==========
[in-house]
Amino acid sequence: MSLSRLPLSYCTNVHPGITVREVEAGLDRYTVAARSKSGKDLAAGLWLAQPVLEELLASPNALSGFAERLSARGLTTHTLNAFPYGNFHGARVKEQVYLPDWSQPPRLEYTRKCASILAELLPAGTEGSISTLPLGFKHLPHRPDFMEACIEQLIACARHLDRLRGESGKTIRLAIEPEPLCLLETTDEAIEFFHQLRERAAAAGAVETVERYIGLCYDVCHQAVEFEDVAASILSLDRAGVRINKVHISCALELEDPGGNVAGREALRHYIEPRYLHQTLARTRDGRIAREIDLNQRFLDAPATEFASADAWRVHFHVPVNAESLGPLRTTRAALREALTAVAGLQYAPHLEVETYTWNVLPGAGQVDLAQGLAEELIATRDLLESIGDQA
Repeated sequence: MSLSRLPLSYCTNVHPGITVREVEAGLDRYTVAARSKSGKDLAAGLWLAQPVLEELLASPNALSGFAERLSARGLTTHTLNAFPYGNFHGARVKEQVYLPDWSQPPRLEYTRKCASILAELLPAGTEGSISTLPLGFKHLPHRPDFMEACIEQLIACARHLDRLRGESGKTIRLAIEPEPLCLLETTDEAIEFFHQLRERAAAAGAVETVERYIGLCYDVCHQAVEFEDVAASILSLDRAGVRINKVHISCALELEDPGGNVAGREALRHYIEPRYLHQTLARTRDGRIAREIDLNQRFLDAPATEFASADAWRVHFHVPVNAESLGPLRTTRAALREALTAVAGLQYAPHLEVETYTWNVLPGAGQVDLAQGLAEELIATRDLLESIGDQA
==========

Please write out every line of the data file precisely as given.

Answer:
[in-house]
Amino acid sequence: MSLSRLPLSYCTNVHPGITVREVEAGLDRYTVAARSKSGKDLAAGLWLAQPVLEELLASPNALSGFAERLSARGLTTHTLNAFPYGNFHGARVKEQVYLPDWSQPPRLEYTRKCASILAELLPAGTEGSISTLPLGFKHLPHRPDFMEACIEQLIACARHLDRLRGESGKTIRLAIEPEPLCLLETTDEAIEFFHQLRERAAAAGAVETVERYIGLCYDVCHQAVEFEDVAASILSLDRAGVRINKVHISCALELEDPGGNVAGREALRHYIEPRYLHQTLARTRDGRIAREIDLNQRFLDAPATEFASADAWRVHFHVPVNAESLGPLRTTRAALREALTAVAGLQYAPHLEVETYTWNVLPGAGQVDLAQGLAEELIATRDLLESIGDQA
Repeated sequence: MSLSRLPLSYCTNVHPGITVREVEAGLDRYTVAARSKSGKDLAAGLWLAQPVLEELLASPNALSGFAERLSARGLTTHTLNAFPYGNFHGARVKEQVYLPDWSQPPRLEYTRKCASILAELLPAGTEGSISTLPLGFKHLPHRPDFMEACIEQLIACARHLDRLRGESGKTIRLAIEPEPLCLLETTDEAIEFFHQLRERAAAAGAVETVERYIGLCYDVCHQAVEFEDVAASILSLDRAGVRINKVHISCALELEDPGGNVAGREALRHYIEPRYLHQTLARTRDGRIAREIDLNQRFLDAPATEFASADAWRVHFHVPVNAESLGPLRTTRAALREALTAVAGLQYAPHLEVETYTWNVLPGAGQVDLAQGLAEELIATRDLLESIGDQA